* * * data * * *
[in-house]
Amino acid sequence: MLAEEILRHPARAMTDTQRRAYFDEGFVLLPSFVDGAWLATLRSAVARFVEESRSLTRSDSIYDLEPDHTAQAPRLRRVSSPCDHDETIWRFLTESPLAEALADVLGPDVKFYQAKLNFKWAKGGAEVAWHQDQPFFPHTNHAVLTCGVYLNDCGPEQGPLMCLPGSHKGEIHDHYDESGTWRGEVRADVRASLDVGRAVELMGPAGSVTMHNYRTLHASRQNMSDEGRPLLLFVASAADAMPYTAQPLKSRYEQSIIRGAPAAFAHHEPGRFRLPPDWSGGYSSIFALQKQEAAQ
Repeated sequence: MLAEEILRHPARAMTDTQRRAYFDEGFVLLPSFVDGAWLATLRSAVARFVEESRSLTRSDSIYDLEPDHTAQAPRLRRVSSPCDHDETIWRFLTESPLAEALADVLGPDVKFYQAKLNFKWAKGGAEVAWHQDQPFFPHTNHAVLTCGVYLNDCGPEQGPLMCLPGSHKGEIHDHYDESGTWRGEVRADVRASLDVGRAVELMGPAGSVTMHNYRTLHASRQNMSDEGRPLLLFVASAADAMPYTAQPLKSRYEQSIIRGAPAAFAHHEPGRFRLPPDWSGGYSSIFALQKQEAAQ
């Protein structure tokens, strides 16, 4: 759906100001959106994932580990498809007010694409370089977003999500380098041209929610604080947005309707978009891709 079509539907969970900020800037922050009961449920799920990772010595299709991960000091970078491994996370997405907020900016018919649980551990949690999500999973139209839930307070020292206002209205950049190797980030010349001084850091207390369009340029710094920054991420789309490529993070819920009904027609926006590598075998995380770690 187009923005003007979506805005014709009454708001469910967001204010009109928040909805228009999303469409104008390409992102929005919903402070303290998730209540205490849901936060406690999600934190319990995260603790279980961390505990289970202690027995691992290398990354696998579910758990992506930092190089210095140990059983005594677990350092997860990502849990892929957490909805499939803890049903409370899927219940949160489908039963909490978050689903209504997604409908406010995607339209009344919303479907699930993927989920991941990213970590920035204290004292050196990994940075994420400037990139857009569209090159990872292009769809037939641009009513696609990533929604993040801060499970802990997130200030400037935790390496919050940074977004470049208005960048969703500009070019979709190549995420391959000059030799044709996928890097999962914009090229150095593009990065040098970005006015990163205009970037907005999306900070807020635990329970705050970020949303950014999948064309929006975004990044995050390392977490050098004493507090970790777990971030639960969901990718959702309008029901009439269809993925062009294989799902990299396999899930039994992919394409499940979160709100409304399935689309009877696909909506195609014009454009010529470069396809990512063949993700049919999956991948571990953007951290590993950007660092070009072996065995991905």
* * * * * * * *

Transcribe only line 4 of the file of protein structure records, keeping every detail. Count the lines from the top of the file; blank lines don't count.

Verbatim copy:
């Protein structure tokens, strides 16, 4: 759906100001959106994932580990498809007010694409370089977003999500380098041209929610604080947005309707978009891709 079509539907969970900020800037922050009961449920799920990772010595299709991960000091970078491994996370997405907020900016018919649980551990949690999500999973139209839930307070020292206002209205950049190797980030010349001084850091207390369009340029710094920054991420789309490529993070819920009904027609926006590598075998995380770690 187009923005003007979506805005014709009454708001469910967001204010009109928040909805228009999303469409104008390409992102929005919903402070303290998730209540205490849901936060406690999600934190319990995260603790279980961390505990289970202690027995691992290398990354696998579910758990992506930092190089210095140990059983005594677990350092997860990502849990892929957490909805499939803890049903409370899927219940949160489908039963909490978050689903209504997604409908406010995607339209009344919303479907699930993927989920991941990213970590920035204290004292050196990994940075994420400037990139857009569209090159990872292009769809037939641009009513696609990533929604993040801060499970802990997130200030400037935790390496919050940074977004470049208005960048969703500009070019979709190549995420391959000059030799044709996928890097999962914009090229150095593009990065040098970005006015990163205009970037907005999306900070807020635990329970705050970020949303950014999948064309929006975004990044995050390392977490050098004493507090970790777990971030639960969901990718959702309008029901009439269809993925062009294989799902990299396999899930039994992919394409499940979160709100409304399935689309009877696909909506195609014009454009010529470069396809990512063949993700049919999956991948571990953007951290590993950007660092070009072996065995991905």